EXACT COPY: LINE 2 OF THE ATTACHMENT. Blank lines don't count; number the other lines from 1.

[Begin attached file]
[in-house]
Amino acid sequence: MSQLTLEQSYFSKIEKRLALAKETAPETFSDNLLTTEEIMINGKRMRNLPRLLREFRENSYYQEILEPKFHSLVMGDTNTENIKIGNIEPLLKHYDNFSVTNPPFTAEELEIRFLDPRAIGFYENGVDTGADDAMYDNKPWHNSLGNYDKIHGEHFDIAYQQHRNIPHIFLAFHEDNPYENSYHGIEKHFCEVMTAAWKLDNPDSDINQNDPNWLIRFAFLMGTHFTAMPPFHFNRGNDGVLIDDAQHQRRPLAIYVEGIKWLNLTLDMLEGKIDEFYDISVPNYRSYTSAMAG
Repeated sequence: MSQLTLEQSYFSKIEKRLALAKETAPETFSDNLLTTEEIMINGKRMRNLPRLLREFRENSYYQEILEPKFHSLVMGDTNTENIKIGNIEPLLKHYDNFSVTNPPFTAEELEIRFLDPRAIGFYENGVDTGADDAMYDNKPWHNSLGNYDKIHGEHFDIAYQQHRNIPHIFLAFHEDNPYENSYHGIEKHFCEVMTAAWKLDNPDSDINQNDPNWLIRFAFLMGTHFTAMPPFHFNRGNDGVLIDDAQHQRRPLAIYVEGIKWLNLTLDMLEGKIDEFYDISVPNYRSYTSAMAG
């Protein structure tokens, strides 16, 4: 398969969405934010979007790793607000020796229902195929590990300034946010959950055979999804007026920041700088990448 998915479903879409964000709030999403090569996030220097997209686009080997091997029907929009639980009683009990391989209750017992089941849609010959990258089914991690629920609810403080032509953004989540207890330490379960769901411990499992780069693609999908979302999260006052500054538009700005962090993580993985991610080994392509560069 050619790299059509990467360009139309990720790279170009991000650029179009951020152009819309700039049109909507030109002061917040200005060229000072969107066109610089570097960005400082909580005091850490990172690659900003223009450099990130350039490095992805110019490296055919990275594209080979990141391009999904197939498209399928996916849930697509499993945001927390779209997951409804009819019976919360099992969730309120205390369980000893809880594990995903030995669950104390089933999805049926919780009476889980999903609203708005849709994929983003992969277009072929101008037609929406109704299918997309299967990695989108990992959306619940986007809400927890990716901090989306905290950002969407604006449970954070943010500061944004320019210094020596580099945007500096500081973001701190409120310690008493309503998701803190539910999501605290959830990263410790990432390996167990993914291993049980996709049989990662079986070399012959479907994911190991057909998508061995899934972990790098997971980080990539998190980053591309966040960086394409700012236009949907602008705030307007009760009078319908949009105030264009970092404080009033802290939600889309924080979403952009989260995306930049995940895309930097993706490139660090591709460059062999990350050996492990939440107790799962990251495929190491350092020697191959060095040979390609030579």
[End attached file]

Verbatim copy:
Amino acid sequence: MSQLTLEQSYFSKIEKRLALAKETAPETFSDNLLTTEEIMINGKRMRNLPRLLREFRENSYYQEILEPKFHSLVMGDTNTENIKIGNIEPLLKHYDNFSVTNPPFTAEELEIRFLDPRAIGFYENGVDTGADDAMYDNKPWHNSLGNYDKIHGEHFDIAYQQHRNIPHIFLAFHEDNPYENSYHGIEKHFCEVMTAAWKLDNPDSDINQNDPNWLIRFAFLMGTHFTAMPPFHFNRGNDGVLIDDAQHQRRPLAIYVEGIKWLNLTLDMLEGKIDEFYDISVPNYRSYTSAMAG